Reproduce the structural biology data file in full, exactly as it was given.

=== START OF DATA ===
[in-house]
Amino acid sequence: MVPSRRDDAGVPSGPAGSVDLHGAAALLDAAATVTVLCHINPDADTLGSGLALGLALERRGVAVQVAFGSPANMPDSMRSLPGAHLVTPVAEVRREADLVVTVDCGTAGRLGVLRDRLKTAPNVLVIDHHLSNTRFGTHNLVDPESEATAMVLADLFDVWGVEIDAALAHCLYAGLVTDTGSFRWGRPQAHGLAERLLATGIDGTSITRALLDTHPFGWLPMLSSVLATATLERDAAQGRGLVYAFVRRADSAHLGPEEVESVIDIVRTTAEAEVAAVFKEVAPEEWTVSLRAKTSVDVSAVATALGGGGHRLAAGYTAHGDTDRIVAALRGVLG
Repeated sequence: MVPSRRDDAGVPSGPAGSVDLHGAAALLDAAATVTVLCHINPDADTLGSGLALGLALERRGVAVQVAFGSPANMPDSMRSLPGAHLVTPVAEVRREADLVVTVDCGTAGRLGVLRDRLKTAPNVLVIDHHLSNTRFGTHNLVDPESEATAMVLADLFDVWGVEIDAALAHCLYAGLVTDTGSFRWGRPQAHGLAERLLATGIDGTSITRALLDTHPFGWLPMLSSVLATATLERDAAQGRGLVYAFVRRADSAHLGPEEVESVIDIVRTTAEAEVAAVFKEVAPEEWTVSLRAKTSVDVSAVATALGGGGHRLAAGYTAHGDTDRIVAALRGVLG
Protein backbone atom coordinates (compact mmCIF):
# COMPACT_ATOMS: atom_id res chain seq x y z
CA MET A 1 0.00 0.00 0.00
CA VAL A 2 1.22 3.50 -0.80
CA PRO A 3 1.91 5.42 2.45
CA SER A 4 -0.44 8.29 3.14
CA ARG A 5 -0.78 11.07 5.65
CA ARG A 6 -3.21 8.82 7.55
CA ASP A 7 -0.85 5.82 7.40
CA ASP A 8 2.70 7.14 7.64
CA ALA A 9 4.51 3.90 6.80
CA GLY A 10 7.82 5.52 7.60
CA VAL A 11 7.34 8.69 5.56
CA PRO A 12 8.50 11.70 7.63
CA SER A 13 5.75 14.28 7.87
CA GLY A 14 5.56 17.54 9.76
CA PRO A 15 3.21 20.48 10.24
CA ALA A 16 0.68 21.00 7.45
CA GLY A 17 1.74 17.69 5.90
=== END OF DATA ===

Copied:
[in-house]
Amino acid sequence: MVPSRRDDAGVPSGPAGSVDLHGAAALLDAAATVTVLCHINPDADTLGSGLALGLALERRGVAVQVAFGSPANMPDSMRSLPGAHLVTPVAEVRREADLVVTVDCGTAGRLGVLRDRLKTAPNVLVIDHHLSNTRFGTHNLVDPESEATAMVLADLFDVWGVEIDAALAHCLYAGLVTDTGSFRWGRPQAHGLAERLLATGIDGTSITRALLDTHPFGWLPMLSSVLATATLERDAAQGRGLVYAFVRRADSAHLGPEEVESVIDIVRTTAEAEVAAVFKEVAPEEWTVSLRAKTSVDVSAVATALGGGGHRLAAGYTAHGDTDRIVAALRGVLG
Repeated sequence: MVPSRRDDAGVPSGPAGSVDLHGAAALLDAAATVTVLCHINPDADTLGSGLALGLALERRGVAVQVAFGSPANMPDSMRSLPGAHLVTPVAEVRREADLVVTVDCGTAGRLGVLRDRLKTAPNVLVIDHHLSNTRFGTHNLVDPESEATAMVLADLFDVWGVEIDAALAHCLYAGLVTDTGSFRWGRPQAHGLAERLLATGIDGTSITRALLDTHPFGWLPMLSSVLATATLERDAAQGRGLVYAFVRRADSAHLGPEEVESVIDIVRTTAEAEVAAVFKEVAPEEWTVSLRAKTSVDVSAVATALGGGGHRLAAGYTAHGDTDRIVAALRGVLG
Protein backbone atom coordinates (compact mmCIF):
# COMPACT_ATOMS: atom_id res chain seq x y z
CA MET A 1 0.00 0.00 0.00
CA VAL A 2 1.22 3.50 -0.80
CA PRO A 3 1.91 5.42 2.45
CA SER A 4 -0.44 8.29 3.14
CA ARG A 5 -0.78 11.07 5.65
CA ARG A 6 -3.21 8.82 7.55
CA ASP A 7 -0.85 5.82 7.40
CA ASP A 8 2.70 7.14 7.64
CA ALA A 9 4.51 3.90 6.80
CA GLY A 10 7.82 5.52 7.60
CA VAL A 11 7.34 8.69 5.56
CA PRO A 12 8.50 11.70 7.63
CA SER A 13 5.75 14.28 7.87
CA GLY A 14 5.56 17.54 9.76
CA PRO A 15 3.21 20.48 10.24
CA ALA A 16 0.68 21.00 7.45
CA GLY A 17 1.74 17.69 5.90